Matthew Vaughn is never a name listed among the great action directors which is a darn shame considering that besides the Kingsman series, he also has Kick Ass and the best of the films that have X-Men in the title on his CV. He rarely takes the easy way out, for the most part his most CGI heavy scenes take place under blue skies with bright sunlight or with natural light. Compare his giant set piece for the end of X-Men: First Class or the church scene in Secret Service to the climaxes of this summer's Spiderman Homecoming and Wonder Woman, both great films hampered by dimly lit CGI. He continues to make his life harder with Golden Circle with naturally lit scenes or a nighttime car chase lit by street lights and neon and passing headlights. 

Kingsman: The Golden Circle is a far weirder film than Secret Service. Julianne Moore's villain is a drug kingpin by way of Martha Stewart with a quick stop at a kitsch decorating shop specializing in the fifties. All smiles and charm with a side order of sociopathy and a plan that involves both wiping out the Kingsmen and sabotaging the world's illicit drug supply because reasons. In classic Bond villain tradition, the villain's plan is completely insane and makes very little sense. It is also completely surreal. Surreal on a level not seen since whatever Auric Goldfinger was up to. 

The Golden Circle is an altogether most bizarre and surreal film. Like Bond on acid, dancing by itself in a parking lot at seven in the evening. Or, as Craig West eloquently said, it's blockbuster by way of Wes Anderson, a twisted mash-up of modern Bond and Life Aquatic With Steve Zissou. The Golden Circle is easily the most twisted movie so far this year. Be it the planting of a tracking device or hallucinations of cartoon butterflies. The multiple Bond homages that are turned to eleven or Sir Elton John wearing his more outlandish costumes from the seventies and cussing up a storm. The electric lasso or Bruce Greenwood playing yet another American president, nearly everything in The Golden Circle is a little unhinged. This is the kind of movie where a secret American version of the Kingsmen disguised as a Kentucky whisky distillery is one of the more normal moments.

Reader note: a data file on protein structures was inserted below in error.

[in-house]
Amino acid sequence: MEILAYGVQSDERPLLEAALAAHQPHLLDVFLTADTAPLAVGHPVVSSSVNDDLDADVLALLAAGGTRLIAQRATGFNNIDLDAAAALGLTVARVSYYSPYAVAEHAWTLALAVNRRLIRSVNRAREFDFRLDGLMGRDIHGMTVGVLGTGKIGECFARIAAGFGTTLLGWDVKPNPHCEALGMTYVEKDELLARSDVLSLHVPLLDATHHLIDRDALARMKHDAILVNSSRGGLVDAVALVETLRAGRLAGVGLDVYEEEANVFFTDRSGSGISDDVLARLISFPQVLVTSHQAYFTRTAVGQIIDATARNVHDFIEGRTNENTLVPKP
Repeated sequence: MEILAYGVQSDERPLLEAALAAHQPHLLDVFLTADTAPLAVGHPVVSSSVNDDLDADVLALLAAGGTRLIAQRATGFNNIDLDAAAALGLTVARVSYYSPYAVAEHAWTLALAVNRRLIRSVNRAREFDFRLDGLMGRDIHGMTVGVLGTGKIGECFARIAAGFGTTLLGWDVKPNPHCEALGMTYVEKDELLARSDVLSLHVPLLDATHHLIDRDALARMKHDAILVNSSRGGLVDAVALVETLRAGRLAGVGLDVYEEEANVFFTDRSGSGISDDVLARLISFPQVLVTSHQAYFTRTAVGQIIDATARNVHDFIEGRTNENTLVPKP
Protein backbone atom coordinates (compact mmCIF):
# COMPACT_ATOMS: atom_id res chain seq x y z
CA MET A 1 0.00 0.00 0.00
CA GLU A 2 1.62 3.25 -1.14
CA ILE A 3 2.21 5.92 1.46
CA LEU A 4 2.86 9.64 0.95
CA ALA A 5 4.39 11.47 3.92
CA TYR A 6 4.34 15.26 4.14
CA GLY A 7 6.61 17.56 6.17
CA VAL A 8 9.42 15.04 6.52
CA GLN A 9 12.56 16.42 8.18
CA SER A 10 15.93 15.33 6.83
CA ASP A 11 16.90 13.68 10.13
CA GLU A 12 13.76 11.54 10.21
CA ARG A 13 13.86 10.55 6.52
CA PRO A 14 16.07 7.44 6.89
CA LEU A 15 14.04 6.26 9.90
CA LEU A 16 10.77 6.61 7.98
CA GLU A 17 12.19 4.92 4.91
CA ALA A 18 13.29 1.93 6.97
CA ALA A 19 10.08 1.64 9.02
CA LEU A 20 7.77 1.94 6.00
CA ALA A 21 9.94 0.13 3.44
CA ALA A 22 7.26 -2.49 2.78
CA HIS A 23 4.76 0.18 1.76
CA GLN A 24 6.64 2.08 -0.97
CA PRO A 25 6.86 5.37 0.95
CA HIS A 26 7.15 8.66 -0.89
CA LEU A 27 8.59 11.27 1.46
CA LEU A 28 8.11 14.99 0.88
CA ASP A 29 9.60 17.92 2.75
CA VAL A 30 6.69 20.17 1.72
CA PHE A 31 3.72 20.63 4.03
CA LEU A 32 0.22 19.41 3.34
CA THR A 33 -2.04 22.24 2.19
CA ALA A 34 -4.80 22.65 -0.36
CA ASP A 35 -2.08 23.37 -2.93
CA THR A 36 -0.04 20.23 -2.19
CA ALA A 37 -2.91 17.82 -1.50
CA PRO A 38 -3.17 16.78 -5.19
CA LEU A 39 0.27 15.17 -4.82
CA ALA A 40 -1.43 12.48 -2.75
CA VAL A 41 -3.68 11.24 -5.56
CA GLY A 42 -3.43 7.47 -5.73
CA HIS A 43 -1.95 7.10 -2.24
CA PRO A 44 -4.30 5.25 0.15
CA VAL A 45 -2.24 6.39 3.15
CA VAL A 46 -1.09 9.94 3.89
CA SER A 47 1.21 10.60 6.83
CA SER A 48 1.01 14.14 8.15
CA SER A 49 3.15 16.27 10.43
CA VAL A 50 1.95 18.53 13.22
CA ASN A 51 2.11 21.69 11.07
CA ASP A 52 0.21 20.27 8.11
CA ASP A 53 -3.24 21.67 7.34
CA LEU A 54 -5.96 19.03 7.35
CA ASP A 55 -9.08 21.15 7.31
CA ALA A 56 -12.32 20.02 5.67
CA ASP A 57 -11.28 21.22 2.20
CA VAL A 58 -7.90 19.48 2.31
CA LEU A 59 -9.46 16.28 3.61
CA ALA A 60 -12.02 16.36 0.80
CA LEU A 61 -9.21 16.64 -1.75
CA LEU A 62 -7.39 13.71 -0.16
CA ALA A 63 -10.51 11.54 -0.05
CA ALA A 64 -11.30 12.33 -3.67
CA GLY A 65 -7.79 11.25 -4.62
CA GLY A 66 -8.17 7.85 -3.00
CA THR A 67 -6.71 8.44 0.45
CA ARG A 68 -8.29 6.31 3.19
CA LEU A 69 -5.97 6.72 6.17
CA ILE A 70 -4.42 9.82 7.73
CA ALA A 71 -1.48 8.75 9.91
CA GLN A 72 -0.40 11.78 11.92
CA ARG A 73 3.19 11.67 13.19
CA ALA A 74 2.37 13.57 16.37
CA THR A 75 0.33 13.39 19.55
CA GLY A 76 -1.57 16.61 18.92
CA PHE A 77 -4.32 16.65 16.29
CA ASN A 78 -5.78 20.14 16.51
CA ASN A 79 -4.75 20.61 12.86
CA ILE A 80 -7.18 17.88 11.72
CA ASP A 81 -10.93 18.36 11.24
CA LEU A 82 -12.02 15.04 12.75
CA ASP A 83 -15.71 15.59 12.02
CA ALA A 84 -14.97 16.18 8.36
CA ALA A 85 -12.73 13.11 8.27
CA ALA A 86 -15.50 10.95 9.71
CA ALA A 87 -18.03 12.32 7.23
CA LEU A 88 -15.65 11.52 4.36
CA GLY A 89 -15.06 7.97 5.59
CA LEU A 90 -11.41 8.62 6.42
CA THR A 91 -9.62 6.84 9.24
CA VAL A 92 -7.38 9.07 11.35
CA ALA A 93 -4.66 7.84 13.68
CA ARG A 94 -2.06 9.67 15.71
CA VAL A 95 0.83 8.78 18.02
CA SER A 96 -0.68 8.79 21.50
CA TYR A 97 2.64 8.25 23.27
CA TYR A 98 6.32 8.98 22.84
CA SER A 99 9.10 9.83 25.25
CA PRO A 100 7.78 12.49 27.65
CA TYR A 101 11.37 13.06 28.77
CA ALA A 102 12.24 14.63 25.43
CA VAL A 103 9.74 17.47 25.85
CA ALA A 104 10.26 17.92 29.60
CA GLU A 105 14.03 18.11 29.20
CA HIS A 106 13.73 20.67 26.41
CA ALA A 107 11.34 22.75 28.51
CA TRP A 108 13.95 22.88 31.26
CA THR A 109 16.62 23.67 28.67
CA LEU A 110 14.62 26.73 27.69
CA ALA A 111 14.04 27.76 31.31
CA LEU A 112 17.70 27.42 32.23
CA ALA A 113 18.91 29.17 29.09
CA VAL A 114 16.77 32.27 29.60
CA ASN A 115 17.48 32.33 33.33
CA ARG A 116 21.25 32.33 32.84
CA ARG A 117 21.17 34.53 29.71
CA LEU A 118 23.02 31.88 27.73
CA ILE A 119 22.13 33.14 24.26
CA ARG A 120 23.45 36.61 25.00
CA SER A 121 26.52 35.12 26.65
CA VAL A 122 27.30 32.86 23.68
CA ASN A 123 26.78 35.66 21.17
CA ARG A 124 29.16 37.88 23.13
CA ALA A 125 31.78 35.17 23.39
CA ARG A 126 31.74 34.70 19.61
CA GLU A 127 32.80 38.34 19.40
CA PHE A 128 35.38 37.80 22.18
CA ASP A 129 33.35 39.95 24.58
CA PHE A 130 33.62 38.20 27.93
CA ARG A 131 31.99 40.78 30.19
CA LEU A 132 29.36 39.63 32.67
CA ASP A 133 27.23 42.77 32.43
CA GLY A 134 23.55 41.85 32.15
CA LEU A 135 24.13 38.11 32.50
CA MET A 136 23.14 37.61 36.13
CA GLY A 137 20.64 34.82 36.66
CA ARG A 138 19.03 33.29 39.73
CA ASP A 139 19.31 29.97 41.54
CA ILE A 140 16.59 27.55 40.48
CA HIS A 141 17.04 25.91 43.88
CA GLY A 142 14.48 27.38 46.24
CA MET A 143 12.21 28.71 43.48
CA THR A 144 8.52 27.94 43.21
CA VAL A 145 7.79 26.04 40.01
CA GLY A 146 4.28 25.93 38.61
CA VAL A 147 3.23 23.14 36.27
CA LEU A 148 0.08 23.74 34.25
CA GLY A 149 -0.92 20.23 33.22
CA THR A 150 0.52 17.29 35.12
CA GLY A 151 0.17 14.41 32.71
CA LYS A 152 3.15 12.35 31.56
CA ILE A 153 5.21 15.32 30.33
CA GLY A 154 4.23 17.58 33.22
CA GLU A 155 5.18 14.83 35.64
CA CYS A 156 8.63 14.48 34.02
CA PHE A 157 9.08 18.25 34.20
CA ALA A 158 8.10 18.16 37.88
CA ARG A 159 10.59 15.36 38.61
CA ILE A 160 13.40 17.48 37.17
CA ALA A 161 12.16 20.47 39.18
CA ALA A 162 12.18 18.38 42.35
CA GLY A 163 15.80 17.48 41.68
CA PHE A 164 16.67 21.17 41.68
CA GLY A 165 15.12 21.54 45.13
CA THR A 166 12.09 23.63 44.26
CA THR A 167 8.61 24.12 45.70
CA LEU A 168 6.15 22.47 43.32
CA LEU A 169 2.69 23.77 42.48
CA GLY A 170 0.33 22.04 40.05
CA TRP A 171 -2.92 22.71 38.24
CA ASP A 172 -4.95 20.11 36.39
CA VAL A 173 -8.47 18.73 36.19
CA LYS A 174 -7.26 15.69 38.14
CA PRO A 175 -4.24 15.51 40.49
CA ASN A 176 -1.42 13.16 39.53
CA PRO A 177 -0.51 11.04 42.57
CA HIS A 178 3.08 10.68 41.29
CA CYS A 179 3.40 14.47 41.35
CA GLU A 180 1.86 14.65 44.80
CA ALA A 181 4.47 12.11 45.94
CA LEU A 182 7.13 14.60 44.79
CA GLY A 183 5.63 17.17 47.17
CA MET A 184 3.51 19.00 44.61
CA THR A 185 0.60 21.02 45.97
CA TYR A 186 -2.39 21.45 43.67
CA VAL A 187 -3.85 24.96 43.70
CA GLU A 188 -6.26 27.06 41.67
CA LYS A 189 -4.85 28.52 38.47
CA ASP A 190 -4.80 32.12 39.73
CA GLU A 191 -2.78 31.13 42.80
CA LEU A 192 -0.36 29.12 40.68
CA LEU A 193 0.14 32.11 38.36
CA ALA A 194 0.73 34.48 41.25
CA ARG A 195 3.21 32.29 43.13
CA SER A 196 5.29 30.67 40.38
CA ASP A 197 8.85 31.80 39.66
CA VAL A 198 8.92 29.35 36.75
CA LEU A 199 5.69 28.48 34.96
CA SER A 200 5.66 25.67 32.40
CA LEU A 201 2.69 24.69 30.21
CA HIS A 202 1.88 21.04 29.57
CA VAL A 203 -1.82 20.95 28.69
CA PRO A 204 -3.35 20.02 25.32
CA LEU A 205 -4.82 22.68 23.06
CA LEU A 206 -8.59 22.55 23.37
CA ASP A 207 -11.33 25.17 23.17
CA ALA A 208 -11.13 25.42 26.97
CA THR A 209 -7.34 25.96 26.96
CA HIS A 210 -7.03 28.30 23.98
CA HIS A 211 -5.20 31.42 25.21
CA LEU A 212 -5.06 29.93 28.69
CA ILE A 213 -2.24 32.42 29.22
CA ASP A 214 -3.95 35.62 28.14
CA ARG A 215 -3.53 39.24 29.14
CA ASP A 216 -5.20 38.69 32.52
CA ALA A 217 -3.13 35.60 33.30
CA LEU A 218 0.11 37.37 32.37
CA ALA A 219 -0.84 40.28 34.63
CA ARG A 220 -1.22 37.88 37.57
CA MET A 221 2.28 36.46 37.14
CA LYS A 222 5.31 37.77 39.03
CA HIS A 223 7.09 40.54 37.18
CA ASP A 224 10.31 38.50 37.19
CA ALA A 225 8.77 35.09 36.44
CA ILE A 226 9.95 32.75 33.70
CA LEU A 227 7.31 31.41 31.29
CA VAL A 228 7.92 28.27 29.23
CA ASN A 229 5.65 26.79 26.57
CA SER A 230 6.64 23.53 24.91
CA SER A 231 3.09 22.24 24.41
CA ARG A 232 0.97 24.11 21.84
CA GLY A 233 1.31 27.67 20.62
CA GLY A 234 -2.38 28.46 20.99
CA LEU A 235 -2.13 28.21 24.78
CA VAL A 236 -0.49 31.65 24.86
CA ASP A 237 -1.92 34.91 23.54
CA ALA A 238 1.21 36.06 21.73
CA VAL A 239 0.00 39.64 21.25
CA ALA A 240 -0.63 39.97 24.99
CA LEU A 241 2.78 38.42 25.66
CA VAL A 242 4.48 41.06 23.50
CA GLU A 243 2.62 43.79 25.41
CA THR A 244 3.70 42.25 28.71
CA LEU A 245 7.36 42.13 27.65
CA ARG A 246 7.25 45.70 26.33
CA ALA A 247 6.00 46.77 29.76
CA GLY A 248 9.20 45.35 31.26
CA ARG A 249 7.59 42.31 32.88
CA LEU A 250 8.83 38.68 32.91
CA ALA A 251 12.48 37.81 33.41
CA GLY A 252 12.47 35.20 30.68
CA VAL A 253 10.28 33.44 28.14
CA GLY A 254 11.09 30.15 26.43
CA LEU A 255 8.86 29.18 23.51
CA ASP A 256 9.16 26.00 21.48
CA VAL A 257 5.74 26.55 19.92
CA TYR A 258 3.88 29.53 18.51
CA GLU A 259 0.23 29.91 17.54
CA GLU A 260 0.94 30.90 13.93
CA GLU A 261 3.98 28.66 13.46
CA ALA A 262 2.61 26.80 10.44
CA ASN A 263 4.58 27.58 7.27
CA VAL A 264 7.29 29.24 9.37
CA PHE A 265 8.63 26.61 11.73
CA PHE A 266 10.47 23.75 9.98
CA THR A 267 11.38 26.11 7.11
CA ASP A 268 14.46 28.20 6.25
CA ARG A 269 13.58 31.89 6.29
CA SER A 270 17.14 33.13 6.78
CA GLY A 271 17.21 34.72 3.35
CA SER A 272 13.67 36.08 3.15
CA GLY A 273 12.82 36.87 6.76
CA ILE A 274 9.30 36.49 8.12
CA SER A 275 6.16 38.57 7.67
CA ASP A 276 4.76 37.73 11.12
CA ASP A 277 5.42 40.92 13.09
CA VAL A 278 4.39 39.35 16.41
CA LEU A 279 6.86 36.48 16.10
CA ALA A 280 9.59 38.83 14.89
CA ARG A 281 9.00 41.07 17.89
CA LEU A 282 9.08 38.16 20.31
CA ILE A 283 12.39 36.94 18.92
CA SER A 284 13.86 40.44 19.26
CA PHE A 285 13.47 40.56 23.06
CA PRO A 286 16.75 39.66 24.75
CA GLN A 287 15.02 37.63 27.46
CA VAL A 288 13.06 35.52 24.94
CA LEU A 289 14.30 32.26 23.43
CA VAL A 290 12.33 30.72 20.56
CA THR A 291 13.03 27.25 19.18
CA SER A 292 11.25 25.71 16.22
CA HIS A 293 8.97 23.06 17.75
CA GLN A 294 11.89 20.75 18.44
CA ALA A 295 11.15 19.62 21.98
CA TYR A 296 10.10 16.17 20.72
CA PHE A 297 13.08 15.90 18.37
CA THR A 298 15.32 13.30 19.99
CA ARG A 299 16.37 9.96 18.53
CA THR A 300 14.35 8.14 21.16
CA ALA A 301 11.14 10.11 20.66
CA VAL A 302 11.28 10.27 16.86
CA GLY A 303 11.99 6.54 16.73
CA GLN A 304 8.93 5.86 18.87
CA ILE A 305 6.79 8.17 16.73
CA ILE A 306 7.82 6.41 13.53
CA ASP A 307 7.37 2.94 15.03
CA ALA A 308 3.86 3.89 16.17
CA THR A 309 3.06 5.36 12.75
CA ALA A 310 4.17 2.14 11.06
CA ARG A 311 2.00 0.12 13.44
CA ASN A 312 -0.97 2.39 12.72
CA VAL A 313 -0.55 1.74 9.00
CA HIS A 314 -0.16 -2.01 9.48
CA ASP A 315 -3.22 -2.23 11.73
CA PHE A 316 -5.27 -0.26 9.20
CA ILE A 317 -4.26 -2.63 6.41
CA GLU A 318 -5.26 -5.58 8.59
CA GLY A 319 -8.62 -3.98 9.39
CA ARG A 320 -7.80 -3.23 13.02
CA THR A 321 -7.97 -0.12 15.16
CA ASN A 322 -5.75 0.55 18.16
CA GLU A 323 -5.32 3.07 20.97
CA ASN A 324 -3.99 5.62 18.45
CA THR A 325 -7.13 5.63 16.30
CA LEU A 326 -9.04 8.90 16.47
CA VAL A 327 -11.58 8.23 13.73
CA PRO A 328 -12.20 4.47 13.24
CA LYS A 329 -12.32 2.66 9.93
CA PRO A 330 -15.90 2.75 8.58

Golden Circle has some flaws. Colin Firth returns because reasons with an eyepatch. Charlie from the first film returns because reasons with a robotic arm. And with the return of two characters we saw killed in the first film any deaths in Golden Circle are suspect and cheapened. The pacing lags, there are some seriously butt numbing moments for an action film. Subplots concerning the romantic life of our hero feel more like plot contrivances than anything real. It is needlessly overlong. Chunks of the film could have been completely chopped out and Golden Circle would have been better for it. Where Secret Service was paced like a Formula One race with plotting tighter than the skin on a snare drum, The Golden Circle is more like me - unnecessarily flabby around the middle. 

So, yeah. Kingsman: Golden Circle is worth your moneys, just know that it isn't going to be Kingsman Redux. It's still fun, but it has some flaws. And, now, I'm going to go back to turning up Sir Elton John. "Levon wears his war wound like a crown". Oh, come on, man. You're just showing off now.